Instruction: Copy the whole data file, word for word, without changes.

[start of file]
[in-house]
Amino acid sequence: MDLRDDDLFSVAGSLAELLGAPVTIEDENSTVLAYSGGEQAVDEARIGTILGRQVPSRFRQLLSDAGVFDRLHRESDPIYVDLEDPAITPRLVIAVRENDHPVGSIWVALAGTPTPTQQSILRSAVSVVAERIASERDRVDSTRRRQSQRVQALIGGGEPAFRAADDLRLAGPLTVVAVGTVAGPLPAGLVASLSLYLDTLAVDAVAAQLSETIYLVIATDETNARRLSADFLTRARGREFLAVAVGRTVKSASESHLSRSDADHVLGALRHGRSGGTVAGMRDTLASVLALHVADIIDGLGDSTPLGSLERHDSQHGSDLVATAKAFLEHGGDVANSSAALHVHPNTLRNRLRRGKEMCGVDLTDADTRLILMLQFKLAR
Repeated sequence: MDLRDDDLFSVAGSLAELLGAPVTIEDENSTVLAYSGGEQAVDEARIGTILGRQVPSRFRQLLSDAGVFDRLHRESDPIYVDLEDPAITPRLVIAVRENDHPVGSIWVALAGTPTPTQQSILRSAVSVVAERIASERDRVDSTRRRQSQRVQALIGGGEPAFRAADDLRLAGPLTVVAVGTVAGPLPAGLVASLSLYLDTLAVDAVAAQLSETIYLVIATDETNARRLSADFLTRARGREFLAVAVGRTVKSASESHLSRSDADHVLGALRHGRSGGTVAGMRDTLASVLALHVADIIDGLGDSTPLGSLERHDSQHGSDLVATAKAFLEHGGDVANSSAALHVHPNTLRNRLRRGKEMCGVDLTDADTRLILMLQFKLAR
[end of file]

[in-house]
Amino acid sequence: MDLRDDDLFSVAGSLAELLGAPVTIEDENSTVLAYSGGEQAVDEARIGTILGRQVPSRFRQLLSDAGVFDRLHRESDPIYVDLEDPAITPRLVIAVRENDHPVGSIWVALAGTPTPTQQSILRSAVSVVAERIASERDRVDSTRRRQSQRVQALIGGGEPAFRAADDLRLAGPLTVVAVGTVAGPLPAGLVASLSLYLDTLAVDAVAAQLSETIYLVIATDETNARRLSADFLTRARGREFLAVAVGRTVKSASESHLSRSDADHVLGALRHGRSGGTVAGMRDTLASVLALHVADIIDGLGDSTPLGSLERHDSQHGSDLVATAKAFLEHGGDVANSSAALHVHPNTLRNRLRRGKEMCGVDLTDADTRLILMLQFKLAR
Repeated sequence: MDLRDDDLFSVAGSLAELLGAPVTIEDENSTVLAYSGGEQAVDEARIGTILGRQVPSRFRQLLSDAGVFDRLHRESDPIYVDLEDPAITPRLVIAVRENDHPVGSIWVALAGTPTPTQQSILRSAVSVVAERIASERDRVDSTRRRQSQRVQALIGGGEPAFRAADDLRLAGPLTVVAVGTVAGPLPAGLVASLSLYLDTLAVDAVAAQLSETIYLVIATDETNARRLSADFLTRARGREFLAVAVGRTVKSASESHLSRSDADHVLGALRHGRSGGTVAGMRDTLASVLALHVADIIDGLGDSTPLGSLERHDSQHGSDLVATAKAFLEHGGDVANSSAALHVHPNTLRNRLRRGKEMCGVDLTDADTRLILMLQFKLAR